One could literally have thousands of Key Performance Indicators.  Think about a company that sells items.  Every SKU is its own metric.  Each product group or type.  A metric on customer, customer type, customer location, salesperson, receivables and payables and the list can go on and on.  Let’s not forget the plethora of financial key ratio’s, which are themselves KPI’s.  Then of course we have metrics related to production, employees, vendors, budgets, taxes, revenue streams and an on-going joke on the long-running TV series M*A*S*H, toliet paper. Continue reading »

Six Ways to Curb the Costs of a Data Breach

Data BreachThere was a recent article in by the title as this article.  In the article, the author Rotem Iram uses the hypothesis about a data breach that “You can’t lose a customer’s or an employee’s data if you don’t have it.”  Essentially this article says ” A good offense will be your best defense.”

Data Breach

Therefore, you are a victim of a data breach.  As I have written previously, it is not an “if,” it is a “when” scenario.  How can you minimize the costs involved from both complying with federal, state and local laws and minimize regulator, if any, fines.

Mr. Iram’s contention, not to keep any data, specifically, data that will cost you money.

For example, if you do not keep customer’s addresses, you can be required to mail via the US Postal Service a letter telling them they’ve been hacked.

However, before he even proposed that ditty, he said destroy those records.  His example on the surface makes sense; but if he were a CFO and not the CEO of a company that provides Cyber-Insurance he would know you just can’t do that willy nilly.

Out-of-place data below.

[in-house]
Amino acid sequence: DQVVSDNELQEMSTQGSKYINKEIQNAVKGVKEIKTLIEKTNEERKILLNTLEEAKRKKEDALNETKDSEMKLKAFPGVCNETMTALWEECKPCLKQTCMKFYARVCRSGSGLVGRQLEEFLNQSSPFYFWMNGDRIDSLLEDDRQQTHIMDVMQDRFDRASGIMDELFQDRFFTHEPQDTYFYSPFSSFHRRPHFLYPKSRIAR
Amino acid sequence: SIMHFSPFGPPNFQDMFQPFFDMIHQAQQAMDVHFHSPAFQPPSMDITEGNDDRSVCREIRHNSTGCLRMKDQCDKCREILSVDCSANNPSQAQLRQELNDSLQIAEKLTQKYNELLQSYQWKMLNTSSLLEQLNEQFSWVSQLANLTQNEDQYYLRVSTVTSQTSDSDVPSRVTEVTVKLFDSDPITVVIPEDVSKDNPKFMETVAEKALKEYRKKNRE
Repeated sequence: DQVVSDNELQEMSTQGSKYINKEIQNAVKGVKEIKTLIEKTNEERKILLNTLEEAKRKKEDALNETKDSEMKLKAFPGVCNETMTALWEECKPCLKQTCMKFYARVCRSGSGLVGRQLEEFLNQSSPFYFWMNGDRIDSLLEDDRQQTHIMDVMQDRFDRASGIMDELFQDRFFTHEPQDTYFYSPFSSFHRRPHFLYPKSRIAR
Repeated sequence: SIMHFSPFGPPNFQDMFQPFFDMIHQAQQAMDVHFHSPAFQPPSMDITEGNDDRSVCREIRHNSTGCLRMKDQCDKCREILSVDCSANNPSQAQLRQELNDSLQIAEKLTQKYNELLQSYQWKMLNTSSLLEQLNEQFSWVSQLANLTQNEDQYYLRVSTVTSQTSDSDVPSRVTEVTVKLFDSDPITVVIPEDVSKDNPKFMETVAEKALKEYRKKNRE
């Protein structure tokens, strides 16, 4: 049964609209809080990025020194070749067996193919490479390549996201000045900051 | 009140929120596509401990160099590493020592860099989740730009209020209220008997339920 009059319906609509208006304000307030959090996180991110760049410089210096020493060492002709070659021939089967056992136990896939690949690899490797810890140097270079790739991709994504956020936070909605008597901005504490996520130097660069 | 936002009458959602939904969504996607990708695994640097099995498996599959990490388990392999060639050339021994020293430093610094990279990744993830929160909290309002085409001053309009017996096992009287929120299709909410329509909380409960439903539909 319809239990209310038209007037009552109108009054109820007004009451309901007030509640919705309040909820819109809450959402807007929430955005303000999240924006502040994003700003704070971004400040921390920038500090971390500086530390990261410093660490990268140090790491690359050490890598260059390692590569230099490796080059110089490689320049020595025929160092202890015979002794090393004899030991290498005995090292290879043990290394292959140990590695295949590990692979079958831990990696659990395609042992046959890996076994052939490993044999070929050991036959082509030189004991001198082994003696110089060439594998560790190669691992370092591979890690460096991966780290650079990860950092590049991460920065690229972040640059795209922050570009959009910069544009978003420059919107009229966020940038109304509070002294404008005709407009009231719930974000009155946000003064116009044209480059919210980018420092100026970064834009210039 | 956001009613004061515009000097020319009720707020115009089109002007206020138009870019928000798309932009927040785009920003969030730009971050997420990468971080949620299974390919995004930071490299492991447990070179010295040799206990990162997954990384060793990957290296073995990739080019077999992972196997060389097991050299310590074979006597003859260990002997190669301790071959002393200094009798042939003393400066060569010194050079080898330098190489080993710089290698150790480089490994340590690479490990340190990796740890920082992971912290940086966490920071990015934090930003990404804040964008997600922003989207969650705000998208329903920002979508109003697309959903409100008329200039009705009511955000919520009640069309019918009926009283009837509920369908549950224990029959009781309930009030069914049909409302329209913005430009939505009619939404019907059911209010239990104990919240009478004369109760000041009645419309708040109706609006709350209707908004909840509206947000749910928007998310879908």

His example, “In 2015, the health insurer Anthem and its affiliates served 69 million customers, yet when they were breached that year, they exposed 78 million records.  The extra nine million records most likely come from former customers.”

Now granted you can archive off-line old addresses.  You can even destroy records that meet the statutory maximum age.  However, he glossed over that point.

Not everything was off the cuff

He did make some very valid points.

  1. Make sure you log files capture the right data to prove that “even if they were attacked, no records were improperly accessed.”
  2. If you take credit-cards, make sure to only use chip readers. “MasterCard reported a 54% reduction in counterfeit card fraud costs at retailers who have switched to chip cards.”
  3. While he didn’t say this, I will suggest that you don’t keep records of the credit card transactions. Use a 3rd party merchant that is PCI compliant and just sends you the pertinent data for finalizing your order as being paid.  As Mr. Iram said, if you don’t have the data, you can be held responsible.
  4. If you get breached, get experienced people to work the breach, your response and the on-going public relations nightmare.
  5. Lastly, which really should have been the first thing mentioned in this article; implement state of the art counter-cyber intrusion systems. They may not stop a breach but they do show that you have done everything possible which could minimize any fines or court awards when you lose the law suit(s) that will be filed.

Marketing: Obvious false statements just doesn’t help!

Marketing ShysterMarketing

I just received this email… and it made me chuckle….


From: Eric Johnson <>

Subject: * SBA.NET.WEB approved at 3.75%

Good morning Wayne!